21 relations: American Civil War, Brazilian Navy, Charleston, South Carolina, Confederate States of America, Fort Sumter, George Thompson (engineer), Gunpowder, Ironclad warship, Joseph Whitworth, Monitor (warship), Morris Island, Naval artillery, Paraguayan War, Passage of Humaitá, Rifled muzzle loader, Round shot, Shell (projectile), Touch hole, United States Navy, Washington Navy Yard, 120-pounder Whitworth naval gun.
The American Civil War (also known by other names) was a war fought in the United States from 1861 to 1865.
The Brazilian Navy (Marinha do Brasil) is the naval service branch of the Brazilian Armed Forces, responsible for conducting naval operations.
Charleston is the oldest and largest city in the U.S. state of South Carolina, the county seat of Charleston County, and the principal city in the Charleston–North Charleston–Summerville Metropolitan Statistical Area.
The Confederate States of America (CSA or C.S.), commonly referred to as the Confederacy, was an unrecognized country in North America that existed from 1861 to 1865.
Fort Sumter is a sea fort in Charleston, South Carolina, notable for two battles of the American Civil War.
Teniente-Coronel George Thompson (1839-1876) was an English engineer, and was in charge of the Paraguayan military engineering in the Paraguayan War.
Gunpowder, also known as black powder to distinguish it from modern smokeless powder, is the earliest known chemical explosive.
An ironclad is a steam-propelled warship protected by iron or steel armor plates used in the early part of the second half of the 19th century.
Sir Joseph Whitworth, 1st Baronet (21 December 1803 – 22 January 1887) was an English engineer, entrepreneur, inventor and philanthropist.
A monitor was a relatively small warship which was neither fast nor strongly armoured but carried disproportionately large guns.
Morris Island is an 840-acre (3.4 km²) uninhabited island in Charleston Harbor in South Carolina, accessible only by boat.
Naval artillery is artillery mounted on a warship, originally used only for naval warfare, later also for naval gunfire support against targets on land, and for anti-aircraft use.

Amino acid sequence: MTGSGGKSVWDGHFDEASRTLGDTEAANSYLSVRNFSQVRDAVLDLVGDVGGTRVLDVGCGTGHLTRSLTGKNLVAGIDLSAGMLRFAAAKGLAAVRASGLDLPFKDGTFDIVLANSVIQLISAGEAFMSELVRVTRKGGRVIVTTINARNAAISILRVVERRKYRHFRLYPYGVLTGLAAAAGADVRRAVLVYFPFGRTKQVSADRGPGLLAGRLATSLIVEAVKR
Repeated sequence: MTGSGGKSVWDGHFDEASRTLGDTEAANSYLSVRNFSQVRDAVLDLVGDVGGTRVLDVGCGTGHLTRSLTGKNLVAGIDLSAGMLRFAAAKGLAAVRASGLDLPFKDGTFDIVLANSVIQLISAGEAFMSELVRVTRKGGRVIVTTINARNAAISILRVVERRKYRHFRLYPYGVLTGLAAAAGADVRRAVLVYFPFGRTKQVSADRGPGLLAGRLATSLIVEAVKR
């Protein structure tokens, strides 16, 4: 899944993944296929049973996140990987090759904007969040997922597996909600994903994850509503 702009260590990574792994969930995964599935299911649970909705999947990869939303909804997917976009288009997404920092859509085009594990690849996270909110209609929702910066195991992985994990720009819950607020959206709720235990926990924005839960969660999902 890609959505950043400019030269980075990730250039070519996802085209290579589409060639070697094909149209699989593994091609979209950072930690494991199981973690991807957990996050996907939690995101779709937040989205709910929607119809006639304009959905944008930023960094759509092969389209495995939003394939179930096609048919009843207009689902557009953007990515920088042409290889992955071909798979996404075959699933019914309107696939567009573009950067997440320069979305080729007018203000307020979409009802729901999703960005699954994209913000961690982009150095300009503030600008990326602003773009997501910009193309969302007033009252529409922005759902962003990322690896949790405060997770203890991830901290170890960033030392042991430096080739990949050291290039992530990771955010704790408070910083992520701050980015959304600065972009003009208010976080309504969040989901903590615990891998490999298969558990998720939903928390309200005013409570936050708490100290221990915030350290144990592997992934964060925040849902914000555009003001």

The Paraguayan War, also known as the War of the Triple Alliance and the Great War in Paraguay, was a South American war fought from 1864 to 1870 between Paraguay and the Triple Alliance of Argentina, the Empire of Brazil, and Uruguay.
The Passage of Humaitá (Portuguese: Passagem de Humaitá) was an operation of riverine warfare during the Paraguayan War − the most lethal in South American history − in which a force of six Brazilian Navy armoured vessels was ordered to dash past under the guns of the Paraguayan fortress of Humaitá.
A rifled muzzle loader in the forecastle of HMS Gannet (1878) A rifled muzzle loader (RML) is a type of large artillery piece invented in the mid-19th century.
A round shot (or solid shot, or a cannonball, or simply ball) is a solid projectile without explosive charge, fired from a cannon.
A shell is a payload-carrying projectile that, as opposed to shot, contains an explosive or other filling, though modern usage sometimes includes large solid projectiles properly termed shot.
A touch hole, also called a vent, is a small hole near the rear portion (breech) of a cannon or muzzleloading gun — that is, the part where the combustion of the powder charge occurs, at the end opposite from the muzzle from which the projectile is fired from the barrel.
The United States Navy (USN) is the naval warfare service branch of the United States Armed Forces and one of the seven uniformed services of the United States.
The Washington Navy Yard (WNY) is the former shipyard and ordnance plant of the United States Navy in Southeast Washington, D.C. It is the oldest shore establishment of the U.S. Navy.
The 120-pounder Whitworth naval gun was designed by Joseph Whitworth during the 1860s.